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  1. The Advantages of Traditional and Ancient Health Practices for Student Health The Wisdom of the (S)ages

  2. Overview • Yoga and breathing • Rasayanas • Meditation • Effects on • Student performance • Mental Health • Drug Use

  3. Breathing Old and New • Diaphragm breathing • Uttanjaya breathing and exercise

  4. Purpose of Yoga • Stretch where energy becomes matter– Marma points

  5. Structure of Unified Quantum Field

  6. Marma Points-(related to acupuncture)

  7. Structure of Unified Quantum Field

  8. Pulse Diagnosis

  9. Nutritional Insights from MAV • Nutrition Insight #1 • TitleNutritional Insights From Maharishi Ayurveda • PublicationJournal of Applied Nutrition, Vol. 48, Nos. 1 and 2, pp. 34-41, 1996 • SummaryMajor changes are needed in the health care arena to solve the current health care crisis. With the growing emphasis on prevention of disease, nutritional science can be a major part of these changes. However, a new paradigm is needed to address individual metabolic differences and seasonal variations in dietary needs. Maharishi Ayurvedaa (MAV), a comprehensive system of natural health care, provides this paradigm. MAV addresses differences in individual physiological functioning (Prakriti) and imbalances in the physiology (Vikriti). MAV considers taste and quality to be central features in the classification of foods, and seasonal factors as crucial in determining nutritional needs. MAV also advises use of certain herbal nutritional supplements to maintain optimum health. These supplements are rich in antioxidants and have been researched extensively for their health-promotion and disease-prevention properties. This new paradigm may enable nutritional science to play a major role in producing a renewed, healthy society.

  10. http://www.mapi.com/en/1-800-255-8332/products/allerdefense.htmlhttp://www.mapi.com/en/1-800-255-8332/products/allerdefense.html

  11. Neurophysiology and Intelligence Study #1 • Neurophysiology and Intelligence Study #1 • TitleThe Effect of the Maharishi Student Rasayana Food Supplement on Non-Verbal IntelligencePublicationPersonality and Individual Differences, Vol. 15, No. 5, pp. 599-602, 1993.SummaryResearch shows that IQ is a strong predictor of student academic performance. Previous studies have found that increasing the intake of vitamins and minerals improves non-verbal intelligence. The purpose of this study was to measure the effect of an herbal food supplement, Maharishi Ayurvedaa Student Rasayana (MA-SR), on non-verbal intelligence. • The 5-month study consisted of 34 third-grade students who were randomly assigned to either an experimental group or a placebo group. The MA-SR group exhibited a 9.83 point increase in IQ compared to 4.88 points for the placebo group. • Analysis of the data indicated that a significant proportion of students in the MA-SR group (78%) compared to that of the placebo group (50%) showed an improvement in IQ which exceeded that of the test-retest effect. Additional statistical analysis further indicated that taking MA-SR improves IQ.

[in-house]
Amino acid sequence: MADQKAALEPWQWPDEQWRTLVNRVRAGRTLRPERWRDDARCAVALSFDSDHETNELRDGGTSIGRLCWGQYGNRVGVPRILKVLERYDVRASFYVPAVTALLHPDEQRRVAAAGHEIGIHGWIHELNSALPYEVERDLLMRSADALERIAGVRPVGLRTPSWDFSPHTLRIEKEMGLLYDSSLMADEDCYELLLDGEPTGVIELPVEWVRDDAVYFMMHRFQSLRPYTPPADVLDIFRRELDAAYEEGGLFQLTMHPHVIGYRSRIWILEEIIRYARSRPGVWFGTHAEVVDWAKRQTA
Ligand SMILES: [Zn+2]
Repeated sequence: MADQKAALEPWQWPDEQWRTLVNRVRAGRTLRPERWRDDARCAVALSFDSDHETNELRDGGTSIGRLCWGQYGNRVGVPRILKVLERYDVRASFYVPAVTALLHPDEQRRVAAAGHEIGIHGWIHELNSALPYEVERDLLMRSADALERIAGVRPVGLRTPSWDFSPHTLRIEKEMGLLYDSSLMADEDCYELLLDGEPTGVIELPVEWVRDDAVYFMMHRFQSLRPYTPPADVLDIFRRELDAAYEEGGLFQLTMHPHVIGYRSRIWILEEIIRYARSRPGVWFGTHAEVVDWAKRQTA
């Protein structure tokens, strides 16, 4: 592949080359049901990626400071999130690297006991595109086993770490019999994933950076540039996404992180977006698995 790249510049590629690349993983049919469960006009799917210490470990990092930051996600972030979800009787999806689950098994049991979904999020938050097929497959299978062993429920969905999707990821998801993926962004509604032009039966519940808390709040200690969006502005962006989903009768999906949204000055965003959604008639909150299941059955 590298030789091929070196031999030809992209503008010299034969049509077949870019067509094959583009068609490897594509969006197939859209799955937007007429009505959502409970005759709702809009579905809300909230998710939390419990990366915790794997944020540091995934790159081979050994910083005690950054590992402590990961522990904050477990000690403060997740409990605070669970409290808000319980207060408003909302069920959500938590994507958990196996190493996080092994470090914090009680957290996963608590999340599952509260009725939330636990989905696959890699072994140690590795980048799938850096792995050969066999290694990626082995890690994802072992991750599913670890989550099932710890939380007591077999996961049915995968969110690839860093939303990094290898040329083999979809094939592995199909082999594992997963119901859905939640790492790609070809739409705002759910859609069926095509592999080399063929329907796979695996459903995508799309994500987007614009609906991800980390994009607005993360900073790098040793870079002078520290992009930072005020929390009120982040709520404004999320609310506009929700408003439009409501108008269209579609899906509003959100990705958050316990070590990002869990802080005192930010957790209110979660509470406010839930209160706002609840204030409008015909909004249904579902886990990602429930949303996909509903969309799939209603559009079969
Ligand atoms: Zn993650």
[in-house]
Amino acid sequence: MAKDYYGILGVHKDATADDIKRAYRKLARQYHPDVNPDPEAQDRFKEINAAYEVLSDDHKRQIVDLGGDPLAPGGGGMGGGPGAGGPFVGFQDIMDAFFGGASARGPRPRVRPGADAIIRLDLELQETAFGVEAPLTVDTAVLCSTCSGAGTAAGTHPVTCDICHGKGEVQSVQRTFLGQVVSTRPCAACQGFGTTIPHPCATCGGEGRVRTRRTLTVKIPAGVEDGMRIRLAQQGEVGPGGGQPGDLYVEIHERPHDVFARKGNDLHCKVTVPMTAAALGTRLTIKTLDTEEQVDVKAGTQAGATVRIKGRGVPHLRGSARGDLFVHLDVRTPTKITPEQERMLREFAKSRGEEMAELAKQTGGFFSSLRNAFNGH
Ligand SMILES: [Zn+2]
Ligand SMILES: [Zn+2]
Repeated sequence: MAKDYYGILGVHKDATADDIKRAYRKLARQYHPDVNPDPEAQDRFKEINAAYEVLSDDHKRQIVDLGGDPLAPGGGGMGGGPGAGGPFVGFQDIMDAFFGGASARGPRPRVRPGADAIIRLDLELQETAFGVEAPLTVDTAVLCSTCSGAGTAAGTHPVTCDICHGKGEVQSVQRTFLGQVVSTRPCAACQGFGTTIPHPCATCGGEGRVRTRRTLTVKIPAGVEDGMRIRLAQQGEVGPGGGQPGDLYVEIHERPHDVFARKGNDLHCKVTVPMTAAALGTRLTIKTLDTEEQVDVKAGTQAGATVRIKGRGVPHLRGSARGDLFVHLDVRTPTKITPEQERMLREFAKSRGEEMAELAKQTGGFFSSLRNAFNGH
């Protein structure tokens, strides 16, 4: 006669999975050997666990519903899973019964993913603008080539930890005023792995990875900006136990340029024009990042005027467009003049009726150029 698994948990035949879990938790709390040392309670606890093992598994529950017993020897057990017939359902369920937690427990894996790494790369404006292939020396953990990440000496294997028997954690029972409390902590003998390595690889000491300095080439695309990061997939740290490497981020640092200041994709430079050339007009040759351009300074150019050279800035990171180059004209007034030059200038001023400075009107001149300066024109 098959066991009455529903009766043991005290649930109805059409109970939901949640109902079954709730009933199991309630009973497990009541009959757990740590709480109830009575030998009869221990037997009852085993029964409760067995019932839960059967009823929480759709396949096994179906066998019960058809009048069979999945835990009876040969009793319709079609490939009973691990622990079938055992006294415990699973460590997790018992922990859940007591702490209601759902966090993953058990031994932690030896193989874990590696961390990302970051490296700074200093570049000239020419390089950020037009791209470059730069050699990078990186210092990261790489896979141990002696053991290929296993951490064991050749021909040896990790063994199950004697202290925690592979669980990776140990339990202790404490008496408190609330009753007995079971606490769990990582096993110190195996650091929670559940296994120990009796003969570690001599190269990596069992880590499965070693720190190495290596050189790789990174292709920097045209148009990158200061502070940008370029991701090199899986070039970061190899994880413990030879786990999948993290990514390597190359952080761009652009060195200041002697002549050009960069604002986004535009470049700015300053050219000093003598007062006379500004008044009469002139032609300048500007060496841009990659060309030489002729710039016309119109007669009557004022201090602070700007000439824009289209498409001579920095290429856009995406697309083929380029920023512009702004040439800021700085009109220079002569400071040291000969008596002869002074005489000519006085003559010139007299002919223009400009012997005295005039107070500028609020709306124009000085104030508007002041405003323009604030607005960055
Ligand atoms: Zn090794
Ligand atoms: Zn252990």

12. Neurophysiology and Intelligence Study #2 • Neurophysiology and Intelligence Study #2 • TitleEffect of Herbal Mixture Student Rasayana on Lipoxygenase Activity and Lipid PeroxidationPublicationFree Radical Biology and Medicine, Vol. 18, No. 4, pp. 687-697, 1995.SummaryThere is evidence that suggests a relationship among free radicals, brain injury, and brain functionality. The scavenging of free radicals as a possible mechanism for the improvement in intelligence by Student Rasayana (SR) was explored in this study on the effect of SR on lipid peroxidation and lipoxygenase activity. SR inhibited enzymatic- and nonenzymatic-induced rat liver microsomal lipid peroxidation in a concentration-dependent manner (p<0.05). SR also inhibited soyabean lipoxygenase-induced LDL oxidation in vitro (p<0.05). In vivo, SR inhibited toluene-induced rat brain microsomal lipid peroxidation (p<0.05). • An interesting finding in this study is that an alcoholic extract of SR increased in vitro a metabolite of arachidonic acid which enhances long-term potentiation, a process associated with learning. • Thus, SR may protect brain functions and increase intelligence through scavenging of free radicals and/or increasing certain metabolites of arachidonic acid.